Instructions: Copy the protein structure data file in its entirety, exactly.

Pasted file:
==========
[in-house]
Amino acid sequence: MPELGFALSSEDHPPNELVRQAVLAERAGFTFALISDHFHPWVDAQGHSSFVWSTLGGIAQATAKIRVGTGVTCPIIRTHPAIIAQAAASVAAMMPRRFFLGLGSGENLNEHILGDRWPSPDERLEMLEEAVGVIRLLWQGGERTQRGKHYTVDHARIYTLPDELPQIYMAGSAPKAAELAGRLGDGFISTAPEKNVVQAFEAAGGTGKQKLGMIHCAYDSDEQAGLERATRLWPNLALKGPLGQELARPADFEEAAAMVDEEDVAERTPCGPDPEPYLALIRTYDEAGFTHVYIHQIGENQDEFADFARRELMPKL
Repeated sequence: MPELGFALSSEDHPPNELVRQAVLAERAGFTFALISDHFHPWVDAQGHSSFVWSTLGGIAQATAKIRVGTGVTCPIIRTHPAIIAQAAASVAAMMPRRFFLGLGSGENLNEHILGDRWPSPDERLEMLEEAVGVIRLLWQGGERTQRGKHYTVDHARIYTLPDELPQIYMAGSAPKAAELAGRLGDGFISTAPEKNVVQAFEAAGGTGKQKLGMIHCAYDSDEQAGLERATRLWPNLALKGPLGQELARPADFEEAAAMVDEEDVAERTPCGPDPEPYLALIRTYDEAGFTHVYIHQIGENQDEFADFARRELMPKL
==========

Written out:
[in-house]
Amino acid sequence: MPELGFALSSEDHPPNELVRQAVLAERAGFTFALISDHFHPWVDAQGHSSFVWSTLGGIAQATAKIRVGTGVTCPIIRTHPAIIAQAAASVAAMMPRRFFLGLGSGENLNEHILGDRWPSPDERLEMLEEAVGVIRLLWQGGERTQRGKHYTVDHARIYTLPDELPQIYMAGSAPKAAELAGRLGDGFISTAPEKNVVQAFEAAGGTGKQKLGMIHCAYDSDEQAGLERATRLWPNLALKGPLGQELARPADFEEAAAMVDEEDVAERTPCGPDPEPYLALIRTYDEAGFTHVYIHQIGENQDEFADFARRELMPKL
Repeated sequence: MPELGFALSSEDHPPNELVRQAVLAERAGFTFALISDHFHPWVDAQGHSSFVWSTLGGIAQATAKIRVGTGVTCPIIRTHPAIIAQAAASVAAMMPRRFFLGLGSGENLNEHILGDRWPSPDERLEMLEEAVGVIRLLWQGGERTQRGKHYTVDHARIYTLPDELPQIYMAGSAPKAAELAGRLGDGFISTAPEKNVVQAFEAAGGTGKQKLGMIHCAYDSDEQAGLERATRLWPNLALKGPLGQELARPADFEEAAAMVDEEDVAERTPCGPDPEPYLALIRTYDEAGFTHVYIHQIGENQDEFADFARRELMPKL